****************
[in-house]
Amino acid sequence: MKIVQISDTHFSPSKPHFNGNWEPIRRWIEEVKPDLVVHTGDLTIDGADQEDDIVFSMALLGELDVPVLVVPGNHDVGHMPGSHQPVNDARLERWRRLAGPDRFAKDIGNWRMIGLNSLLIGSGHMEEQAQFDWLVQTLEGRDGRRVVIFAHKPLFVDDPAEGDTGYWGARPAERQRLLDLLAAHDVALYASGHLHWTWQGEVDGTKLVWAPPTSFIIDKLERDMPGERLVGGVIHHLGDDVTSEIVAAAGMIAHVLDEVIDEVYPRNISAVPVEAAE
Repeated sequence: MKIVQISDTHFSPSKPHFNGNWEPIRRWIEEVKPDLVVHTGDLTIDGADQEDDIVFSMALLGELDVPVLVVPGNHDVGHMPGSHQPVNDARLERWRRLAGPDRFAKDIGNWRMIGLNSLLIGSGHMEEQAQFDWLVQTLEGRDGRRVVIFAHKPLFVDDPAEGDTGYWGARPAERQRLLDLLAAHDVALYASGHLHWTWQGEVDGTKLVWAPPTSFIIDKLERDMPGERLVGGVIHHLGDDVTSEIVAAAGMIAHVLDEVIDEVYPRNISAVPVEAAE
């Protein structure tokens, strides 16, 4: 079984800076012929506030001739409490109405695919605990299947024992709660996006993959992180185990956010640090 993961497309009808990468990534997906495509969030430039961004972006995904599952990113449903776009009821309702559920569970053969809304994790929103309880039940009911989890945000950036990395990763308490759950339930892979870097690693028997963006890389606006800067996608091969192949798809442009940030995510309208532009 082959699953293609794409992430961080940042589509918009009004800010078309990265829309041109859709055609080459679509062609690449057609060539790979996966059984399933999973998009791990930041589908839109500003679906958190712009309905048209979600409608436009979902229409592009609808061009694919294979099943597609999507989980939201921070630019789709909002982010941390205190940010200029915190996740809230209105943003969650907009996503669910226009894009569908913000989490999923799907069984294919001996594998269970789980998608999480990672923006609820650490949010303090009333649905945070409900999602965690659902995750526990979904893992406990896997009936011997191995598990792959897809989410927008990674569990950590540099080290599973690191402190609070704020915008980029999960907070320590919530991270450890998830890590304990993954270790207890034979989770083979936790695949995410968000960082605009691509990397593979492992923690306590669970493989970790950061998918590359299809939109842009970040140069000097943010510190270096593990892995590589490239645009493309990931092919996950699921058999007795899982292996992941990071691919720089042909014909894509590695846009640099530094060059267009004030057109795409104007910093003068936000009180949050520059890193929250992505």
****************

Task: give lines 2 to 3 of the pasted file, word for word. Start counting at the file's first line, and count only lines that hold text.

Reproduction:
Amino acid sequence: MKIVQISDTHFSPSKPHFNGNWEPIRRWIEEVKPDLVVHTGDLTIDGADQEDDIVFSMALLGELDVPVLVVPGNHDVGHMPGSHQPVNDARLERWRRLAGPDRFAKDIGNWRMIGLNSLLIGSGHMEEQAQFDWLVQTLEGRDGRRVVIFAHKPLFVDDPAEGDTGYWGARPAERQRLLDLLAAHDVALYASGHLHWTWQGEVDGTKLVWAPPTSFIIDKLERDMPGERLVGGVIHHLGDDVTSEIVAAAGMIAHVLDEVIDEVYPRNISAVPVEAAE
Repeated sequence: MKIVQISDTHFSPSKPHFNGNWEPIRRWIEEVKPDLVVHTGDLTIDGADQEDDIVFSMALLGELDVPVLVVPGNHDVGHMPGSHQPVNDARLERWRRLAGPDRFAKDIGNWRMIGLNSLLIGSGHMEEQAQFDWLVQTLEGRDGRRVVIFAHKPLFVDDPAEGDTGYWGARPAERQRLLDLLAAHDVALYASGHLHWTWQGEVDGTKLVWAPPTSFIIDKLERDMPGERLVGGVIHHLGDDVTSEIVAAAGMIAHVLDEVIDEVYPRNISAVPVEAAE